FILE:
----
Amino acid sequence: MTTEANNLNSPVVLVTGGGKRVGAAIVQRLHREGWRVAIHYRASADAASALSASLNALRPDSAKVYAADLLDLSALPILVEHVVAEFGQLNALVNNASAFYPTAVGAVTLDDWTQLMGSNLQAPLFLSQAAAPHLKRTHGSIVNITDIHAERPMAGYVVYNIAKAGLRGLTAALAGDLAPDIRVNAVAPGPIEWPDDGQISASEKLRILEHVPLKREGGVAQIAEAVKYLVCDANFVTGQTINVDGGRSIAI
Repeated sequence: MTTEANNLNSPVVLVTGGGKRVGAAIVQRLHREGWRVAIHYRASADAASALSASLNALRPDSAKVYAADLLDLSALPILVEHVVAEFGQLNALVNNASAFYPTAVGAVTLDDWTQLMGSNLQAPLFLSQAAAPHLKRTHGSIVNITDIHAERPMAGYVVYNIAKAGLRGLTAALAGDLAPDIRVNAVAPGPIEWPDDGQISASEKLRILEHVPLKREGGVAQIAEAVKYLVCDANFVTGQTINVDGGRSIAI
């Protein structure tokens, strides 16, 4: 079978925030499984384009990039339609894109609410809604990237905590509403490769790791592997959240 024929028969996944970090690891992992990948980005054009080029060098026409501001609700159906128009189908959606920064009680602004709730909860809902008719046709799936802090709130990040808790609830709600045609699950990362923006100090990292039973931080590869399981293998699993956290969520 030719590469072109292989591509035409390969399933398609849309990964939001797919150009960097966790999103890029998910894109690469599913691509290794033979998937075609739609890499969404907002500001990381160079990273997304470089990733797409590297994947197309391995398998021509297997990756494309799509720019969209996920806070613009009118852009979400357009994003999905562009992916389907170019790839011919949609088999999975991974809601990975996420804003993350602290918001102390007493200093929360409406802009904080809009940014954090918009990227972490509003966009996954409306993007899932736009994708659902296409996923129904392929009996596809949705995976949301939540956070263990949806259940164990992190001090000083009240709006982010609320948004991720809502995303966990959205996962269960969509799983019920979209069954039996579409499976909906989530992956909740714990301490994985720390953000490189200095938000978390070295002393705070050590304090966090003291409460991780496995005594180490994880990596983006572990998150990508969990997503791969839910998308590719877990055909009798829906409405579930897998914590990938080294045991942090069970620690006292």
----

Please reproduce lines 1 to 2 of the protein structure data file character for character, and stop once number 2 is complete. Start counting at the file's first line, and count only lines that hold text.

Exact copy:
Amino acid sequence: MTTEANNLNSPVVLVTGGGKRVGAAIVQRLHREGWRVAIHYRASADAASALSASLNALRPDSAKVYAADLLDLSALPILVEHVVAEFGQLNALVNNASAFYPTAVGAVTLDDWTQLMGSNLQAPLFLSQAAAPHLKRTHGSIVNITDIHAERPMAGYVVYNIAKAGLRGLTAALAGDLAPDIRVNAVAPGPIEWPDDGQISASEKLRILEHVPLKREGGVAQIAEAVKYLVCDANFVTGQTINVDGGRSIAI
Repeated sequence: MTTEANNLNSPVVLVTGGGKRVGAAIVQRLHREGWRVAIHYRASADAASALSASLNALRPDSAKVYAADLLDLSALPILVEHVVAEFGQLNALVNNASAFYPTAVGAVTLDDWTQLMGSNLQAPLFLSQAAAPHLKRTHGSIVNITDIHAERPMAGYVVYNIAKAGLRGLTAALAGDLAPDIRVNAVAPGPIEWPDDGQISASEKLRILEHVPLKREGGVAQIAEAVKYLVCDANFVTGQTINVDGGRSIAI